Special Interests Attempting to Limit Your Selection and Pocket Your Money
SB 118 (Chesbro) is a bill in reaction to the US Supreme Court direct wine shipping decision that prohibited discriminatory legislation. The bill originally would have created a permit that could be applied for by anyone licensed to sell wine to consumers (wineries and wine retailers) in any state. The permit would require registration with the California ABC, payment of California taxes, the same protections against delivery to minors that currently exist for CA wineries and retailers, limitations on shipment volume and would give the ABC the authority to regulate the shipments.
However, the mega-wholesale distributor interests in CA (Southern Wine and Spirits and Young's Market Company) have called in their political muscle in order to remove out-of-state retailers from the permit system. Under the version of the bill approved on June 14th, only a select few retailers outside of the state of California may even apply for a permit.
This is WRONG. The proposed permit system MUST provide for the ability of all retail licensees (wherever located) to participate freely. If retailers outside of CA are excluded from the CA market system, other states would retaliate by excluding California retailers from their markets. The goal of the bill was to encourage the creation of a national system of permits and licenses that provides the opportunity for every licensed merchant to participate, no matter where that merchant is located. This would be in the interest of all consumers, whether in CA or elsewhere.
Retailers in all states invest significant sums of money in inventory from multiple winery and importer sources. Retailers hold that inventory (often for years) and make it available in a convenient way to consumers who know and trust the merchant. Those customers could be across the street or across the country. That is the reality of the current market, especially for the expensive, limited production and usually allocated, collectible wines from California and the rest of the world. Requiring these wines to go back up through the three-tier system after they have already traversed it once (if they even could, currently they would just be unavailable outside of California, or unavailable to California if they are located in another state) would give the wholesalers a double profit margin; certainly good for the wholesalers, but not very good for the retailer or for the consumer. Who pays? You bet that the consumer pays.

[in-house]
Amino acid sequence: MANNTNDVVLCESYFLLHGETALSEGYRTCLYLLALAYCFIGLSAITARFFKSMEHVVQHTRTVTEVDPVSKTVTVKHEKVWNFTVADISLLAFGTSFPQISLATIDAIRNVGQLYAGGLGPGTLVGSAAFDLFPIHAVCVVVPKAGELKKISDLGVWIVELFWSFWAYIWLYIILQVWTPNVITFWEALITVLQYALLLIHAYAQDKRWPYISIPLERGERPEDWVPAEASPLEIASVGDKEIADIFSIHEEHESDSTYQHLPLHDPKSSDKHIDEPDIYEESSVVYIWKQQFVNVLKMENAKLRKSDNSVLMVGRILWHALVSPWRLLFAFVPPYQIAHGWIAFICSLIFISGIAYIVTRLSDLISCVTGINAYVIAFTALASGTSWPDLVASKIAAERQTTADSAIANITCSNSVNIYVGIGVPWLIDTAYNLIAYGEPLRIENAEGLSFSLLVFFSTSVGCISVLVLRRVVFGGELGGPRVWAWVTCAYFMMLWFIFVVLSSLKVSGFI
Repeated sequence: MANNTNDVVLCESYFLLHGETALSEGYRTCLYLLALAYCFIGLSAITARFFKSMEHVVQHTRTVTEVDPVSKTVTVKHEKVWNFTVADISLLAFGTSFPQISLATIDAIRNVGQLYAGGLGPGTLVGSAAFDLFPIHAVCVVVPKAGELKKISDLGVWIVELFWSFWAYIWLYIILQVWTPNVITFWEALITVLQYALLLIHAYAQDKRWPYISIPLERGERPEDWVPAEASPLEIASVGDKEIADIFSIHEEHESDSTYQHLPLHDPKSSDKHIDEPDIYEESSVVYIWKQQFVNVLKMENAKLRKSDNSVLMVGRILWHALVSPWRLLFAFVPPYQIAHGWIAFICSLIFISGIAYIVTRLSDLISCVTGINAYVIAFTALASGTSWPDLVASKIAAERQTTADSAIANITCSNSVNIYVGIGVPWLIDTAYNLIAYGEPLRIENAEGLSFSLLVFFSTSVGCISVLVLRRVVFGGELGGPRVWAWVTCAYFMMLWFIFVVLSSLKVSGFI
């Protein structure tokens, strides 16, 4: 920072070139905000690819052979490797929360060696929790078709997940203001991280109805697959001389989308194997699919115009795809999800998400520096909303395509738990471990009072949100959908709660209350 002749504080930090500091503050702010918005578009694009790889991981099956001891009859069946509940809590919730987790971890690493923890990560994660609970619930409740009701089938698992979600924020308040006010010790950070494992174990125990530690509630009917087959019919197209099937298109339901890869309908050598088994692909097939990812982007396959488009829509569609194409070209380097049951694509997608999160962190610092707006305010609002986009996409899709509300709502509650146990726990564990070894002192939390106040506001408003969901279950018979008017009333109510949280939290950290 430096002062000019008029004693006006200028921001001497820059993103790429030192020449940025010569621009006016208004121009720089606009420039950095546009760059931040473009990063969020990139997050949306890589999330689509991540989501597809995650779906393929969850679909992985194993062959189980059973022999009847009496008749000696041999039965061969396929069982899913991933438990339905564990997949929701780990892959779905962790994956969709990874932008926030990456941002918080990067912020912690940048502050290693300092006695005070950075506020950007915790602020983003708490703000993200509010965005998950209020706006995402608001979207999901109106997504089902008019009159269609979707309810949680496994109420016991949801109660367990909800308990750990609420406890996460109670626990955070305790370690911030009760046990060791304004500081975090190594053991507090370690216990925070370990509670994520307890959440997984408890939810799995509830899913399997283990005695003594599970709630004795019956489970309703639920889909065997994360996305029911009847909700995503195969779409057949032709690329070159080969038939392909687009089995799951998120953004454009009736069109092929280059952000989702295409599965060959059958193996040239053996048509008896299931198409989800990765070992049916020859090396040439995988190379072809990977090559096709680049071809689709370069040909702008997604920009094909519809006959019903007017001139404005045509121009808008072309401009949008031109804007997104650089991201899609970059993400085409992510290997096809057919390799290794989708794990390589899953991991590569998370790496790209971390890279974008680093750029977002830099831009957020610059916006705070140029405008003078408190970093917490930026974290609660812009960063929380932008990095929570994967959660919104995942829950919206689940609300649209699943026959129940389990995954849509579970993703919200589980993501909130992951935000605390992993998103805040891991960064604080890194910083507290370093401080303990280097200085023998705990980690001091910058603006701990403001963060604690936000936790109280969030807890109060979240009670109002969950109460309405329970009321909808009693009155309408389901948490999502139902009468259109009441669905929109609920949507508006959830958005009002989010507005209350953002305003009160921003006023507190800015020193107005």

The Supreme Court in the Granholm case condemned state laws that discriminated against out-of-state interests in favor of identically situated in-state interests. This statute would perpetuate discrimination WITHIN the California market by attempting to keep retailers from outside of California OUT of the market. While we think that any such effort would be unconstitutional as to retailers outside of California under Granholm, we do not want to fight the statute after it is written. Our goal is to make sure that the statute doesn't get passed with that flaw in the first place!
The interests of the wholesale tier, by proposing to take retail licensees out of the statute, is NOT to benefit California retailers by keeping them safe from competition from outside of the state. It is aimed at PREVENTING California retailers from servicing customers outside of California unless the transaction is run through the wholesale tier at a significant cost. Their goal is to have this bill emulated throughout the US. If California creates a discriminatory licensing or permit scheme, the wholesalers will use that example as a bludgeon in every other legislature in the US to keep those markets closed to California retailers.
Here's a link to the proposed bill.
There is a link on that page for you to take action and contact legislators about the bill, or you can go directly to this page.
Most importantly – spread the word about this proposed bill. For a wine lover or wine retailer this is special interest politics at its worst!